Party leaders ordered Heather Humphreys to do U-turn on PUP

Social Protection Minister forced into climbdown by Taoiseach Micheál Martin at late-night meeting as TDs blame 'over-zealous' officials
Party leaders ordered Heather Humphreys to do U-turn on PUP
Social Protection Minister Heather Humphreys had initially defended the decision to withdraw the pandemic unemployment payment from people who left the country.  Picture: Gareth Chaney/Collins

Social Protection Minister Heather Humphreys was ordered to do a U-turn on the pandemic unemployment payment (PUP) after a late-night meeting of the three Government party leaders, it can be revealed.

The news comes as the Government confirmed that following a review of 2,500 cases where payments were stopped, a total 85 “have the potential” to receive the payment following the rule change.

Late on Tuesday night, Ms Humphreys stoutly defended the decision to withdraw the payment of the PUP from people who left the country but was forced into the climbdown on foot of a diktat from Taoiseach Micheál Martin.

Just 12 hours later, yesterday morning, she reversed that position in a statement to the Dáil.

She said: “I have listened to the concerns expressed in recent days in relation to people whose payment was stopped due to the fact they were travelling abroad on a holiday. I have directed my department to review all cases to date where people who went on holiday and had their payment stopped.

“I have now asked my officials to amend the regulations so that people on Jobseekers who wish to travel to any of the countries on the Green List can do so and continue to receive their payment,” she told TDs.

The U-turn came after the Coalition passed through legislation to put the PUP on a statutory footing on Tuesday night and set strict rules about claiming the support, including the provision that recipients must be “genuinely seeking” work.

The Irish Examiner has confirmed that Mr Martin, Tánaiste Leo Varadkar, and Green Party leader Eamon Ryan discussed the matter at the conclusion of a Cabinet subcommittee on health and they agreed with the Taoiseach’s assessment that the U-turn must happen.

Q&A: The Social Welfare (Covid-19) (Amendment) Bill 2020 - or pandemic unemployment payment — what is it?

“This was agreed by the three leaders who were working late at the cabinet subcommittee. It was clear the change had to be made and there was no disagreement from the three,” said a senior Government source.

There is considerable annoyance within the Government parties at the manner in which the rule was changed by Ms Humphreys, with some TDs blaming her officials for being “over-zealous” in their attempts to reduce the numbers on the PUP.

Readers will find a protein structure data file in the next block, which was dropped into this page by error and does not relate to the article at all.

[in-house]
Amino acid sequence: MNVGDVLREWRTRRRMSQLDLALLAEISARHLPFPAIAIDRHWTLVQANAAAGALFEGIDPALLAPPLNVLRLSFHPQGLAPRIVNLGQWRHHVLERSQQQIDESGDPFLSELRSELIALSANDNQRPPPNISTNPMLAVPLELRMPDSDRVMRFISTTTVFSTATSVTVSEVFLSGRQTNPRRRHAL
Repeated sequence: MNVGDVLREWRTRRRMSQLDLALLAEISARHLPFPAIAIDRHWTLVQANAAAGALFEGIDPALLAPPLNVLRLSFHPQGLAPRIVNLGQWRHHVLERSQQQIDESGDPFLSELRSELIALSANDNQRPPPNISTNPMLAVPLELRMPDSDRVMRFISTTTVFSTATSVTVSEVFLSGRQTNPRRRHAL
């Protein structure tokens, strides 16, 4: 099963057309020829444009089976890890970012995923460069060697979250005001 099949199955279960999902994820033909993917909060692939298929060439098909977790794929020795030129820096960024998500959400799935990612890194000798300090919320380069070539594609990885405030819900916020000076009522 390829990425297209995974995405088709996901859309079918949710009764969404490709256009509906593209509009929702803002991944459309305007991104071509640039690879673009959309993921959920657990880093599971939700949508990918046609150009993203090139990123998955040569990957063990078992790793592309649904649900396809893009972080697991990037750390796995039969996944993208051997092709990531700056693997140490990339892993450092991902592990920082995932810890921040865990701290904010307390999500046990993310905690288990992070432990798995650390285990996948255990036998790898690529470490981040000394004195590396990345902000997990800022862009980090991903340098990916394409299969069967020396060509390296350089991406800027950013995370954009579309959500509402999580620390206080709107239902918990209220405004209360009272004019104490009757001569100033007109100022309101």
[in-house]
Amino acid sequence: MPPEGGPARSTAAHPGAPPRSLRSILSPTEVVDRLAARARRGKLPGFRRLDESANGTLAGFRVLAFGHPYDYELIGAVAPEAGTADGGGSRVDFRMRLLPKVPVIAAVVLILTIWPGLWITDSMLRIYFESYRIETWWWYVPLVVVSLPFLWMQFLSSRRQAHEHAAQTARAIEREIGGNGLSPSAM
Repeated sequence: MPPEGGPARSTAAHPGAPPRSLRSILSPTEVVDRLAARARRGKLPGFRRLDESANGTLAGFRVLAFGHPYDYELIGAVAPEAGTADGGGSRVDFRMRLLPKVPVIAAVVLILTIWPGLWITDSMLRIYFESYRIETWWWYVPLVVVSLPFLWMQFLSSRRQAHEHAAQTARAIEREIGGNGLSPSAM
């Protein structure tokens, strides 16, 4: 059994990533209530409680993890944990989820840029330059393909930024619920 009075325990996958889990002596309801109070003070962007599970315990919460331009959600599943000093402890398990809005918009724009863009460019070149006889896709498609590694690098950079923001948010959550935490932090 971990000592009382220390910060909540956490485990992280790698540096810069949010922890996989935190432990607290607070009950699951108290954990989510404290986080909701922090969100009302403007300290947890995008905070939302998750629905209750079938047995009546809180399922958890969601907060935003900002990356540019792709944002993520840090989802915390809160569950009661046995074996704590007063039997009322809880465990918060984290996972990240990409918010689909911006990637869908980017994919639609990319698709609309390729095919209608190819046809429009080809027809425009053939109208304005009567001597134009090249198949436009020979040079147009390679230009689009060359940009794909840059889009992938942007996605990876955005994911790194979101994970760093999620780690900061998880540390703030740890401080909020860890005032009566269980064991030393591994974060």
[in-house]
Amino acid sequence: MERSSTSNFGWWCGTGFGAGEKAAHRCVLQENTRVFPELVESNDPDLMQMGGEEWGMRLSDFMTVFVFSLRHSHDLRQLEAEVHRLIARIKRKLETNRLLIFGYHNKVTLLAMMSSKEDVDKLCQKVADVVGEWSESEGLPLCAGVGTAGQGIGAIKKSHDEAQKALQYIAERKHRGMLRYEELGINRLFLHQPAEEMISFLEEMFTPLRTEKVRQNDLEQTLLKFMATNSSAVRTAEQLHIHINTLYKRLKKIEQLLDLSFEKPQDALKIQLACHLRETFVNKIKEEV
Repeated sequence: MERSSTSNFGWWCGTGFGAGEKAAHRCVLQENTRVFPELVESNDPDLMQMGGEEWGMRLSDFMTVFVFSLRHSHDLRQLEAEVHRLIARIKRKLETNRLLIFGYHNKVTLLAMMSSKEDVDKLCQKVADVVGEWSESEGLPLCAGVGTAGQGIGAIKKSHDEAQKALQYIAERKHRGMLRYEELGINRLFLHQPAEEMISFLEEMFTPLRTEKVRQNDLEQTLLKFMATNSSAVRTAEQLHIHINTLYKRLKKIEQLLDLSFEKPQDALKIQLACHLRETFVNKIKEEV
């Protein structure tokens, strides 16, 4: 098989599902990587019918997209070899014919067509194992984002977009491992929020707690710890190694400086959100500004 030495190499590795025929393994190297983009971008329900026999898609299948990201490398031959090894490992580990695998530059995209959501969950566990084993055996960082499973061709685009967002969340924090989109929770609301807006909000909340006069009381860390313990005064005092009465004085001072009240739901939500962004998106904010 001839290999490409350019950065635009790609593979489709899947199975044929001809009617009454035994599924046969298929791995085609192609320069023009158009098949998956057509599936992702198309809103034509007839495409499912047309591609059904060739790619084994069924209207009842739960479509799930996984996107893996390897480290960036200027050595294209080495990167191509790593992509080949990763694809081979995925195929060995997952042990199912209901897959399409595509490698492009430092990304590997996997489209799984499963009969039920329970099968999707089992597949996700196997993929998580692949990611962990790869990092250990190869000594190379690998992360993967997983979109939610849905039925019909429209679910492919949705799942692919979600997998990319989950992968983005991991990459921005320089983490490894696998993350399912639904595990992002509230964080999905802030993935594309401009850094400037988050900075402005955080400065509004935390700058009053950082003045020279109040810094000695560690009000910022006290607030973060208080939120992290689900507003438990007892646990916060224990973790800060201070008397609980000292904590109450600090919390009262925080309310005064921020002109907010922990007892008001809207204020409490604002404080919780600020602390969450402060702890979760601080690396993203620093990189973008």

At a meeting of the Fianna Fáil parliamentary party, Mr Martin heard from a small number of TDs who complained about the continued mishandling of events by the Government.

Kilkenny TD John McGuinness said the PUP U-turn and the fallout of the gifting back of the €16,000 top-up allowance for super junior ministers had been “a PR disaster.”

New Dun Laoghaire TD Cormac Devlin was critical of the handling of the matters, saying the party was being “badly damaged” by Sinn Féin’s more agile approach to social media.

Mr Martin is said to have “held the line” on the 10% pay cut issue and “did not give an inch” but complained that his comments to his own party were being leaked out to the media while the meeting was ongoing.

Last night, the Department of Social Protection said it had completed the review of the 2,500 pandemic unemployment payment cases where the payment was stopped for travelling abroad.

“This review has identified some 85 cases that have the potential to be entitled to the pandemic unemployment payment for a holiday period,” it said in a statement.

“The department will be contacting the 85 individuals directly in the coming days to verify these cases."

Sinn Fein president Mary Lou McDonald the “Government’s utter hypocrisy and unfairness is galling”.

“If the Government is determined to penalise people for travelling abroad, it must have universal penalties, not ones targeted at one section of the population, because the unfairness of that speaks for itself,” she said.

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